Do you know, there were no pumpkin pies at the first American Thanksgiving? You do, if you read this blog regularly, because I've mentioned it before. But, it is news to the kids in Miss Frizzle's class. In fact, they have a hard time believing it.
So, in typical Magic School Bus fashion, they take a field trip, back in time, to find out. As, usual Joanna Cole does not disappoint. I love that she focuses in on the lack of pie - a deprivation younger children can relate too.
Naturally, such a story calls for a tried, and true Thanksgiving craft.
So, I gave the girls paper plates, to paint brown around the edges, for the crust...
...and orange in the middle, for the pie. Which, just by way of a tip, would really have been better to have done first, so they wouldn't have been reaching across the wet, brown paint.
While the paint was still wet, they added, and painted in, a few sprinkles of cinnamon, so their pies would small good.
Then, they were ready to add the whipped cream. I think it's customary to use cotton balls as the whipped cream for this craft. But, of course, we used up all our cotton balls on our sticky spider web game, and keep forgetting to get more.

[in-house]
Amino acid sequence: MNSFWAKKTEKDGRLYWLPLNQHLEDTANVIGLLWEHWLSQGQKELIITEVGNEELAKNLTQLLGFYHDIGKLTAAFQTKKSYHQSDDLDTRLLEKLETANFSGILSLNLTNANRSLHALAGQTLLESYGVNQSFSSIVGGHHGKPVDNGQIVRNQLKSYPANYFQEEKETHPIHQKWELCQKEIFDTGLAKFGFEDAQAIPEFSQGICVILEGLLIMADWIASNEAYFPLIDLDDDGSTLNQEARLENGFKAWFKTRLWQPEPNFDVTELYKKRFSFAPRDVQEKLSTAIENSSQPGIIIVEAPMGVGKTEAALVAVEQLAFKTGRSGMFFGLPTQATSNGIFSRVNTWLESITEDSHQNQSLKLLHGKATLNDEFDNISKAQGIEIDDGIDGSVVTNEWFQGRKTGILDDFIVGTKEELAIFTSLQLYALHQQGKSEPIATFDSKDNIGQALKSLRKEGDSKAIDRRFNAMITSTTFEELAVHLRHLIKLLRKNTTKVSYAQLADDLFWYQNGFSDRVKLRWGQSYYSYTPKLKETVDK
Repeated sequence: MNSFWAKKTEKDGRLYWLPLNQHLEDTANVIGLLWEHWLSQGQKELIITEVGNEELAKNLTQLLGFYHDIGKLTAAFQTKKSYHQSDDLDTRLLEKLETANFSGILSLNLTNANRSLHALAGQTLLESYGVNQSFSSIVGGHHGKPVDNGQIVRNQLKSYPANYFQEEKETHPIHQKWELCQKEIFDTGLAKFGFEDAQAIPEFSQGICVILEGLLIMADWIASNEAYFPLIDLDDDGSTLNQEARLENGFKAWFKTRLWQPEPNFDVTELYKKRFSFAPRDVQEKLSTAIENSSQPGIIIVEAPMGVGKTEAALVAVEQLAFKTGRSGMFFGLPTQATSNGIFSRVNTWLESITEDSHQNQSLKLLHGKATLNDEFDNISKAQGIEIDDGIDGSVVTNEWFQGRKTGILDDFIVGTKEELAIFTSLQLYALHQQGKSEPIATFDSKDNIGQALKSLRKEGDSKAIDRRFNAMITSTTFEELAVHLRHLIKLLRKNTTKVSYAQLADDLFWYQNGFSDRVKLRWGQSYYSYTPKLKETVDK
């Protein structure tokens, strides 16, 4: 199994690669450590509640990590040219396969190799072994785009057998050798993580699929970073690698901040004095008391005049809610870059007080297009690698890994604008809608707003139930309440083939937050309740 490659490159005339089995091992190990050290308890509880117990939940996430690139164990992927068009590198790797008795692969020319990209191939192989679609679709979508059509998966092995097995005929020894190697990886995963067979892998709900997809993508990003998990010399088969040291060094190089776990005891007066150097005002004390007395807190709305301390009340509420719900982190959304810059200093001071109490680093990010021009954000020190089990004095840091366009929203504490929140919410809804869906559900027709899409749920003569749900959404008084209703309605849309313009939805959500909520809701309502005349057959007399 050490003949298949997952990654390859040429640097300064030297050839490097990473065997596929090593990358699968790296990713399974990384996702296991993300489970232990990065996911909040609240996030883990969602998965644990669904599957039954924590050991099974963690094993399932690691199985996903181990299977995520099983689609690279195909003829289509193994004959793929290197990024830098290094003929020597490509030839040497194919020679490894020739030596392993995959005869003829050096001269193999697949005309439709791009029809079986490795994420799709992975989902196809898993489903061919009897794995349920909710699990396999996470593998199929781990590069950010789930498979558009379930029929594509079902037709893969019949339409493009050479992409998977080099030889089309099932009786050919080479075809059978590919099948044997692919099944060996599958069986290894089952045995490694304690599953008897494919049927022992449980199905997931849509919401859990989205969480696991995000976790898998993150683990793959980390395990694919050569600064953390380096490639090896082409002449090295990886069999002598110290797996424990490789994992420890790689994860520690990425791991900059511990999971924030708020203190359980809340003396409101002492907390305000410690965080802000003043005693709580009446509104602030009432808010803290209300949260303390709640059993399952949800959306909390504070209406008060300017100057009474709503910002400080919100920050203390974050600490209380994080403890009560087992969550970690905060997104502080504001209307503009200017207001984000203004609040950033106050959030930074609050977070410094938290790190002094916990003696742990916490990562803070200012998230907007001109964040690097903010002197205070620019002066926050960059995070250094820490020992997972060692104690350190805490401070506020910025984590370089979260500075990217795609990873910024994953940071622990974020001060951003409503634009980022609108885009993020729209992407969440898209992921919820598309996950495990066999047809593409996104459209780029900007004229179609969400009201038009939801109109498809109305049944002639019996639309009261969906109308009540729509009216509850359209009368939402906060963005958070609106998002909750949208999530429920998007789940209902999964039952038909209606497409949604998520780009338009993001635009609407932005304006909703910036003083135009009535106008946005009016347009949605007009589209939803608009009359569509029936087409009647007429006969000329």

Isn't that always the way with pumpkin pie, though? You check the ingredients, bake the pie, and only as you're ready to serve, remember you have forgotten to buy whipped cream. The resourceful hostess, can usually come up with some sort of substitute, like Whipped Carnation Evaporated Milk Topping. The girls settled for scrunched up pieces of plastic grocery bags.
Which, got us thinking. As resourceful as the Pilgrims were, even if they didn't have pumpkin pie, they probably came up with something, equally delicious.
For more fun with history, or geography, check out this week's Geography and History link-up, at Children Grow, Children Explore, Children Learn.
Or, for more story stretching, arts and crafts, click over to the stART (story + ART) link-up, hosted at A Mommy's Adventures.
It's great to be a homeschooler.